How do I know what I need to reveal to my psychologist during therapy?Mental Health Psychiatry
When I was 2 I used to go to a baby sitter’s house while my parents were at work. The baby sitter and her husband would often have sex together while I was in the same room as them. This happened till I was about 8/9 years old. I wouldn’t tell my parents about it as I didn’t really know what they were doing. As a child, I thought that her husband was hurting her due to the bed rocking and her moans, which is why I was scared. There was once I wanted to use the toilet really badly, but they were having sex and I end up peeing on myself at the corner. I just started therapy recently, and I don’t know if I should tell my psychologist about it. Does this constitute any sort of child abuse? Thanks in advance!
Thank you for sharing your thoughts with us.
If you are troubled or distressed by what happened to you or what you witnessed in your childhood, you should just go ahead and share the details with your therapist. There is really no need to withhold such information from your therapist. Rest assured that what you say will not shock or harm your therapist. Most therapists would have heard of even more shocking stories.
Sometimes, it is really important to take into consideration what an 'outsider' or third party (someone who is not involved in the event or encounter) say as he/she is more likely to be objective.
As to what you experience constitute abuse or what, it may be important to consider two aspects: 1. the original intention of the care giver; 2. the trauma that you experience.
In general, many clinicians would agree that neglect constitutes a form of child abuse.
I hope that you will be able to obtain closure to the event. Do take good care of yourself.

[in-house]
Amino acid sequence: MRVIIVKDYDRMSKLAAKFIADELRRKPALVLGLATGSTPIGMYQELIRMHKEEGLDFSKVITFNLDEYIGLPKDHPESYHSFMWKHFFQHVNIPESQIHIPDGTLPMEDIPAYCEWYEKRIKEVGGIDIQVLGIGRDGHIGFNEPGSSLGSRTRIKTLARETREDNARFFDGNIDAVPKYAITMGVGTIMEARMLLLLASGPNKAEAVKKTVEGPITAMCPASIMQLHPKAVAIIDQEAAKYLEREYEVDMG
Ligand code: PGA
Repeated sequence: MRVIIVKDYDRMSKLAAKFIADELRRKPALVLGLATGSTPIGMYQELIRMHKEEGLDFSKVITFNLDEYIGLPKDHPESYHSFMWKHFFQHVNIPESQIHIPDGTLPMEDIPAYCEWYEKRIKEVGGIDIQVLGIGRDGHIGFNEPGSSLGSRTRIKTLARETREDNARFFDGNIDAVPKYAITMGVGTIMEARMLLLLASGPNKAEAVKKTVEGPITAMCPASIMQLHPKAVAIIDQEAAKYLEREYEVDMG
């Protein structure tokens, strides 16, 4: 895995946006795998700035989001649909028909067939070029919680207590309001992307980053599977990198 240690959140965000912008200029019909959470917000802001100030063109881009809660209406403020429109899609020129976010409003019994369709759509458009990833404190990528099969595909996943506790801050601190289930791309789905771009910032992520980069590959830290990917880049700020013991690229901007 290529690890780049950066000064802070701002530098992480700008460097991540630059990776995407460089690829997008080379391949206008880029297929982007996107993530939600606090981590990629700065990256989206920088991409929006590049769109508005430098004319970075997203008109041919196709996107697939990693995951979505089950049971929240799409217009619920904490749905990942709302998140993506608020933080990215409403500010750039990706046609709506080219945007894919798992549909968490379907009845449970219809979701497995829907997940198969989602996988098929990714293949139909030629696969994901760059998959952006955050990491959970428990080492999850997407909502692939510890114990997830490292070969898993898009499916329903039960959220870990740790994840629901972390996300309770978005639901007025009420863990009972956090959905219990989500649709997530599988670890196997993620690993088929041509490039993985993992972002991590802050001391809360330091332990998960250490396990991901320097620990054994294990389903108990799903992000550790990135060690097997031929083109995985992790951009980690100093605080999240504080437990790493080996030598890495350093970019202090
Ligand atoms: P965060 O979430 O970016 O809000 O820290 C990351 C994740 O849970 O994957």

Thank you for sharing your intimate story. This sounds really terrible.
Yes it certainly sounds like child abuse, and if you are not so old, it might still be a reportable offense to the police and MSF-Child protection services.
Therapy is a two way street. The ability for the patient to benefit from this depends on the "Johari window". In simple terms: the more the therapist can reveal to you and the more you can reveal to the therapist, the wider the window. Through a wider window, both the client and therapist is able to access the domain of psychotherapy: which are the things that both you and the therapist does not know.
In short, yes, the more you can reveal, the more you might stand to benefit. But of course that is within the comfort zone and the strength of the therapeutic relationship. Sometimes, the time is just not ripe yet to disclose certain things.
Take care and I pray that you will find peace.
Sorry to hear about your experience and certainly children should never be exposed to things beyond their comprehension - at aged 2 or 9 years! It took me a moment or two to digest what you have written and certainly if I were your counselor I would feel that this is important to disclose to them. If they are a positive person for you, this should be received with empathy and understanding.
I cannot imagine what it has done to you, but certainly its worth bringing this up with those responsible for regulating baby-sitters (if there is such a thing), to prevent others from being similarly affected.
As with Dr Paul, I hope that you overcome this and move forward.